Jackson surprisingly named city attorney
By St. Clair Murraine
Outlook Staff Writer
A contentious search by Tallahassee’s City Commission for a new city attorney came to an abrupt end with a right-about turn by members who had opposed appointing Cassandra Jackson.
The commission’s sudden decision to appoint Jackson to the role permanently makes her the first Black female city attorney. She replaces Lew Shelly, who retired in January.
The decision came as a surprise because the commission decided last month to continue its search. At the same time, the members decided on a 3-2 vote to name Jackson as interim city attorney.
A day before the commission voted 4-1 to discontinue its search, Commissioner Scott Maddox asked for the matter to be placed on the agenda. Commissioner Gil Ziffer, who has announced he won’t run for reelection, cast the only descending vote.
“It was a good victory,” said Commissioner Curtis Richardson who along with Mayor Andrew Gillum favored Jackson in two previous attempts to appoint her. “The facts spoke for themselves.”
Both Richardson and Gillum touted Jackson’s credentials as being immaculate compared to the other two candidates. The candidates were vetted by a citizens’ committee before being forwarded to the Commission.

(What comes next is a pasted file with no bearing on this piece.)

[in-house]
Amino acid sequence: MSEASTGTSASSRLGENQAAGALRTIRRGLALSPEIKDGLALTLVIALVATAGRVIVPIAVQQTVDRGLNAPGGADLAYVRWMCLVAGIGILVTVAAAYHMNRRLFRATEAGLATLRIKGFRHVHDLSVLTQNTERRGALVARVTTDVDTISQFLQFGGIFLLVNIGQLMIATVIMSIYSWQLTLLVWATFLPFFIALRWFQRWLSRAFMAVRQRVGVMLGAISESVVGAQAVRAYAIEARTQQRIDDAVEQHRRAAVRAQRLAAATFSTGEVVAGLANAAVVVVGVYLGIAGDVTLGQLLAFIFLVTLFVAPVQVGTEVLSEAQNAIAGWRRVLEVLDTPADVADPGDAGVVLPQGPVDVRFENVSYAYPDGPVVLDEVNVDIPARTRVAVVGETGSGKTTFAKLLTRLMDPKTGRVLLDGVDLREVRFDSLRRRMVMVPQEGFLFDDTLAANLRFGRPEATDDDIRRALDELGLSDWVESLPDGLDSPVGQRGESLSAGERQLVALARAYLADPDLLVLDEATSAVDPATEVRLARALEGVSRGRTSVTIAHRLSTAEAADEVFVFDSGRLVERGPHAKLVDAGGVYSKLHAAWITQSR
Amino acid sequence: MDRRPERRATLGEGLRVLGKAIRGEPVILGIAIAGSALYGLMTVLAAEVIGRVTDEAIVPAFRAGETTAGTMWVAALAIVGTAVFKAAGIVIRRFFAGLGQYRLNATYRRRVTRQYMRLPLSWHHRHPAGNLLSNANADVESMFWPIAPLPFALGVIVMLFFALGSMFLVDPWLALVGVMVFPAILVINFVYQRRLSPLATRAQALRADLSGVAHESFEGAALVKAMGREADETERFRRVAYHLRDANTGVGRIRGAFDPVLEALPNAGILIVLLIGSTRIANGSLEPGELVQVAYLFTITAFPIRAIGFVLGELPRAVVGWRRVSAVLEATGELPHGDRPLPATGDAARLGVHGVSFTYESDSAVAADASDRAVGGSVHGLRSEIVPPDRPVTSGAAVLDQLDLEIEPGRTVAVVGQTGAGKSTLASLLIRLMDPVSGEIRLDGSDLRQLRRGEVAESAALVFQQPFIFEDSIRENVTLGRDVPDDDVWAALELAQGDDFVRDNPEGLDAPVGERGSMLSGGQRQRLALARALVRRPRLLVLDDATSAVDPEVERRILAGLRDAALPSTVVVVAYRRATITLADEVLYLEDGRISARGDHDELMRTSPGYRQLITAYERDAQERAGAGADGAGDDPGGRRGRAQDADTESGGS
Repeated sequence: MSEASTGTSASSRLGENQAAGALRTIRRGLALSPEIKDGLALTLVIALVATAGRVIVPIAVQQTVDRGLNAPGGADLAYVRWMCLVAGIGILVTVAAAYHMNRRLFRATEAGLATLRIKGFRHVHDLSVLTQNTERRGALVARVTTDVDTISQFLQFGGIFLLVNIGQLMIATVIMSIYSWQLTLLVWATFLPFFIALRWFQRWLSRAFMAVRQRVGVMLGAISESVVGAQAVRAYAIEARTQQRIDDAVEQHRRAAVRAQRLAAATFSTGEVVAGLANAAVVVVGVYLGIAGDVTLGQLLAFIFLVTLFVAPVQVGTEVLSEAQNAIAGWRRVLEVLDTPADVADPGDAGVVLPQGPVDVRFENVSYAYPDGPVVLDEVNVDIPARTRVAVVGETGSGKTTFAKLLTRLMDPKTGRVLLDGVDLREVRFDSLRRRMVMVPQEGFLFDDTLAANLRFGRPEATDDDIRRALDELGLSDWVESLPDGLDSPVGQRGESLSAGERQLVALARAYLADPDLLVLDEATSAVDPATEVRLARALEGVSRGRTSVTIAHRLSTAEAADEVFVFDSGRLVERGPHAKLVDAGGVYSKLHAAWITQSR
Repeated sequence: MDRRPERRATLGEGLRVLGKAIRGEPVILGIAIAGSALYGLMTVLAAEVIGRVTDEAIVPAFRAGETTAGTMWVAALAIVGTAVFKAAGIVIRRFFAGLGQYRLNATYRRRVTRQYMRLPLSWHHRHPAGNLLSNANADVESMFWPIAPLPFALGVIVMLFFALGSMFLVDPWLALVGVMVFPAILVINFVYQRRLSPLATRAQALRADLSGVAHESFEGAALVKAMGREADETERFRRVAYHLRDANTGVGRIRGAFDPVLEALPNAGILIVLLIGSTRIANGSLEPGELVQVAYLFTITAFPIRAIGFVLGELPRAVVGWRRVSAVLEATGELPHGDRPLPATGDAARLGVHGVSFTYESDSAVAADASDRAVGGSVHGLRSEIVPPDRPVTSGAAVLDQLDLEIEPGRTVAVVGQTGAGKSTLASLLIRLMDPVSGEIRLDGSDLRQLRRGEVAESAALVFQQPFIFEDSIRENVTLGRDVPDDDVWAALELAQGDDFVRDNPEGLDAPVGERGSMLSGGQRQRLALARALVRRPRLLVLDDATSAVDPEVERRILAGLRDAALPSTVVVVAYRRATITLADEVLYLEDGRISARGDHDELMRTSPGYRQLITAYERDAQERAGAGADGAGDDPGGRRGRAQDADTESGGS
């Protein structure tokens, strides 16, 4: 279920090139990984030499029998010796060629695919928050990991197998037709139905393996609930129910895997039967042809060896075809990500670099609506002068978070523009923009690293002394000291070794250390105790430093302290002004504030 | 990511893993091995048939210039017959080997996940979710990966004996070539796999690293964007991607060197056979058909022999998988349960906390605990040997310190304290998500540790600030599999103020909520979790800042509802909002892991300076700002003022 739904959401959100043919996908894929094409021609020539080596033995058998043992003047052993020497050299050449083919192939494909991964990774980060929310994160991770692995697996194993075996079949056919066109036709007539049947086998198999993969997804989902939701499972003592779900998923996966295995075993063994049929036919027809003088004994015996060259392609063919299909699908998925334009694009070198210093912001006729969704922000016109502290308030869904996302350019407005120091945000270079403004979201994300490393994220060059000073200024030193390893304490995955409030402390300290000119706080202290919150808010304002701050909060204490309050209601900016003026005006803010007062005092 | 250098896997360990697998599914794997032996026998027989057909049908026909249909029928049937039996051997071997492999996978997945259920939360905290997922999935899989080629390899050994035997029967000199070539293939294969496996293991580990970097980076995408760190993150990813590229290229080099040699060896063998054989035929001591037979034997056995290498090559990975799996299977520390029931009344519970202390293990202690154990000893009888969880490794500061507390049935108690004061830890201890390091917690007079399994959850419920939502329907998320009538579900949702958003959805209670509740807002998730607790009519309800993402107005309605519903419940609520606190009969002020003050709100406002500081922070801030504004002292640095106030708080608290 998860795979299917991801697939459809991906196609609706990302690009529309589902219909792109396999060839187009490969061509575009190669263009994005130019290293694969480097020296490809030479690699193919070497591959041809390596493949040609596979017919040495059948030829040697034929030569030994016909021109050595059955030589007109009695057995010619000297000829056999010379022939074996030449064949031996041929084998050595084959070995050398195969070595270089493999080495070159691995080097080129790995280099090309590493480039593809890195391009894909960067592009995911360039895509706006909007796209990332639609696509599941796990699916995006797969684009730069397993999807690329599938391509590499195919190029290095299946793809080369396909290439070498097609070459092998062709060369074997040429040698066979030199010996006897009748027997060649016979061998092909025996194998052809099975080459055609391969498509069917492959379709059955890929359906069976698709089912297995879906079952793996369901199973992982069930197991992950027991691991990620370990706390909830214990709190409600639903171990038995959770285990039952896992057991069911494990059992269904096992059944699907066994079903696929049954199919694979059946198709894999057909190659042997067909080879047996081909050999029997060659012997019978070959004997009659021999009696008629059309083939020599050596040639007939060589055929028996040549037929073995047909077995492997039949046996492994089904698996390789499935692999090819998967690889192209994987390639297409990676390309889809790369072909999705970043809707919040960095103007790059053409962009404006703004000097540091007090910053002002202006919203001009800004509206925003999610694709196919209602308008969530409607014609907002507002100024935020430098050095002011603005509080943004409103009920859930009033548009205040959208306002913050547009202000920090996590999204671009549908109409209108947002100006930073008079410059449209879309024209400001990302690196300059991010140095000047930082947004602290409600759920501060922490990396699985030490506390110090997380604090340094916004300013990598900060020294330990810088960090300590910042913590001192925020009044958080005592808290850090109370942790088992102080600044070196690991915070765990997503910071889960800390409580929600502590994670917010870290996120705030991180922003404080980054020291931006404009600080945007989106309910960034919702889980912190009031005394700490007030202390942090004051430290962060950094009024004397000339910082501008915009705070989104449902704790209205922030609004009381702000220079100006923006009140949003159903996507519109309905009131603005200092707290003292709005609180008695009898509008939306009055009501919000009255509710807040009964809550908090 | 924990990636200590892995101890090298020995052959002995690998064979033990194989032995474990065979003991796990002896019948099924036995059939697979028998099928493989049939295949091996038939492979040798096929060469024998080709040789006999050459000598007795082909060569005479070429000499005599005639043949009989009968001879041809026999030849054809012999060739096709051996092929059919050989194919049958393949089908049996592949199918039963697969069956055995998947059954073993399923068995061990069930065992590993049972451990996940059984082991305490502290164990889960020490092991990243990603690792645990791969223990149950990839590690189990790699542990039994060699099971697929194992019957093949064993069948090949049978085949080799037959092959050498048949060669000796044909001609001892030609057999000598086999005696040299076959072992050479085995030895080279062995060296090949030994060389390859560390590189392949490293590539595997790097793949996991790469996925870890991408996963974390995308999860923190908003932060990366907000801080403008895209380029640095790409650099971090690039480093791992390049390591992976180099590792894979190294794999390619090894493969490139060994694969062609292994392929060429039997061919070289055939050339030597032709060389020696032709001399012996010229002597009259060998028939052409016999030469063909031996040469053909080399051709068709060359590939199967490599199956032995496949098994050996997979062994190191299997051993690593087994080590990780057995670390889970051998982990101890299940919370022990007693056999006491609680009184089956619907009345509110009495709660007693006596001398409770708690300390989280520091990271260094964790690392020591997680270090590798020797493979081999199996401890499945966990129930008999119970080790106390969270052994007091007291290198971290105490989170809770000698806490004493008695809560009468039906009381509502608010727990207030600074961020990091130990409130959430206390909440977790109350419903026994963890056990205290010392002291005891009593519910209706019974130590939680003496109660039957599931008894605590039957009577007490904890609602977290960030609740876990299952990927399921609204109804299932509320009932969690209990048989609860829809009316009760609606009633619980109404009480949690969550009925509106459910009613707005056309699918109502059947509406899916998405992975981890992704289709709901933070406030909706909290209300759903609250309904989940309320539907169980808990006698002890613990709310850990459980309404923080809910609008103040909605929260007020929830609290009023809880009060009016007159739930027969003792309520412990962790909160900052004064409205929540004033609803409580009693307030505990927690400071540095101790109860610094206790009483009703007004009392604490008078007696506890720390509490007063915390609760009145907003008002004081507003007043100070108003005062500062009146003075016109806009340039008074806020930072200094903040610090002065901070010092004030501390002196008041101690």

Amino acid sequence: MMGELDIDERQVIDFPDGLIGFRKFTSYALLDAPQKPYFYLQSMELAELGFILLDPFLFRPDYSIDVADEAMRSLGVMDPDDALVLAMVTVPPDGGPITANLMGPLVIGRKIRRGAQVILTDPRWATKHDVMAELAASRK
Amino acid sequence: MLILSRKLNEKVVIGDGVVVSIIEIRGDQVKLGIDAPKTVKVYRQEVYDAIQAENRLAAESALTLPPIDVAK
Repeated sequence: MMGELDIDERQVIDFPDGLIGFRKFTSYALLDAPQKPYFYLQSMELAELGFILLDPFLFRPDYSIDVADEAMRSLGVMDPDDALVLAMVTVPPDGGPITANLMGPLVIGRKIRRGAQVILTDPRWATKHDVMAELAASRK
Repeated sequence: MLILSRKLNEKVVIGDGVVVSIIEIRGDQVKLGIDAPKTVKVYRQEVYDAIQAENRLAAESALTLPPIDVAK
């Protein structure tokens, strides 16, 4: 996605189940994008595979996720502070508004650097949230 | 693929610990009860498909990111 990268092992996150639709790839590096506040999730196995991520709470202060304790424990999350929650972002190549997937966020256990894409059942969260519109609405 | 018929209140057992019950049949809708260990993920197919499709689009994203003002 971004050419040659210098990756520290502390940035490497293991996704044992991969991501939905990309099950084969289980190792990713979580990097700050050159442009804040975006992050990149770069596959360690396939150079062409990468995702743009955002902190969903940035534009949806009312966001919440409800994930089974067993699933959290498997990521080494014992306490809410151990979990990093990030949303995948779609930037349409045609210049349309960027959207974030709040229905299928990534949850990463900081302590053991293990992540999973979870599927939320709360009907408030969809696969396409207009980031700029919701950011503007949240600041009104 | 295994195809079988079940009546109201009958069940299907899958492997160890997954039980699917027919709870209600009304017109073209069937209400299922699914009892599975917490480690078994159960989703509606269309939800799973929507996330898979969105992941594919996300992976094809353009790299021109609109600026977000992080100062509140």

About a month before the commission took the vote a week ago, several community supporters showed up to encourage the commissioners to give Jackson the job. Members of the city’s Black clergy had called on the commission to give Jackson the job.
However, the Commission settled on interim instead. Maddox was one of the three who earlier voted for the interim position.
Richardson and Gillum pointed to Jackson’s credentials then and again when the vote came up for a third time.
“I was pleased to vote for Cassandra for a third time,” Gillum said. “She is head and shoulders above the rest. As we move forward with the business of this community, we are fortunate to have her as our city attorney.”
At the time the commission moved to advertise the job for a second time, it also scaled back the requirements. There also was some contention that because at least three commission seats would be up for grabs in the November elections, the decision on a city attorney should have been left to the new commission members.
Richardson vehemently opposed that suggestion and the move to advertise the job for a second time.
“It really was a waste of time and money when we should have done this earlier,” he said. “We went through a legitimate process that they approved to begin with.”